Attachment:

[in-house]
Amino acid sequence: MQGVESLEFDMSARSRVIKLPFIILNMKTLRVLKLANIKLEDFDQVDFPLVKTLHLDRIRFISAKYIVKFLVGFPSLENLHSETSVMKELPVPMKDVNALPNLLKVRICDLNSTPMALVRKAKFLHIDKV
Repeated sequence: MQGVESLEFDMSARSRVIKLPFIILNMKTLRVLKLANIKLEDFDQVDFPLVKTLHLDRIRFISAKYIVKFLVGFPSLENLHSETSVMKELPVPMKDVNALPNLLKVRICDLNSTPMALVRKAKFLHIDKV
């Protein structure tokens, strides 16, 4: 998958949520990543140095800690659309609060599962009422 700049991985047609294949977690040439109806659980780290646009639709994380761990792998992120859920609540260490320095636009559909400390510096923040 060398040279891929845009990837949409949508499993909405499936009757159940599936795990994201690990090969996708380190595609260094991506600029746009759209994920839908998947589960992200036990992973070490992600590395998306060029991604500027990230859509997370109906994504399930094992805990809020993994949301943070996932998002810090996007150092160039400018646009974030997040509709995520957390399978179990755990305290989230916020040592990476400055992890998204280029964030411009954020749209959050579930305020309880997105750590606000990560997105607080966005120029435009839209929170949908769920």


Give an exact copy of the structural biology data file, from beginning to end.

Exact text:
[in-house]
Amino acid sequence: MQGVESLEFDMSARSRVIKLPFIILNMKTLRVLKLANIKLEDFDQVDFPLVKTLHLDRIRFISAKYIVKFLVGFPSLENLHSETSVMKELPVPMKDVNALPNLLKVRICDLNSTPMALVRKAKFLHIDKV
Repeated sequence: MQGVESLEFDMSARSRVIKLPFIILNMKTLRVLKLANIKLEDFDQVDFPLVKTLHLDRIRFISAKYIVKFLVGFPSLENLHSETSVMKELPVPMKDVNALPNLLKVRICDLNSTPMALVRKAKFLHIDKV
């Protein structure tokens, strides 16, 4: 998958949520990543140095800690659309609060599962009422 700049991985047609294949977690040439109806659980780290646009639709994380761990792998992120859920609540260490320095636009559909400390510096923040 060398040279891929845009990837949409949508499993909405499936009757159940599936795990994201690990090969996708380190595609260094991506600029746009759209994920839908998947589960992200036990992973070490992600590395998306060029991604500027990230859509997370109906994504399930094992805990809020993994949301943070996932998002810090996007150092160039400018646009974030997040509709995520957390399978179990755990305290989230916020040592990476400055992890998204280029964030411009954020749209959050579930305020309880997105750590606000990560997105607080966005120029435009839209929170949908769920």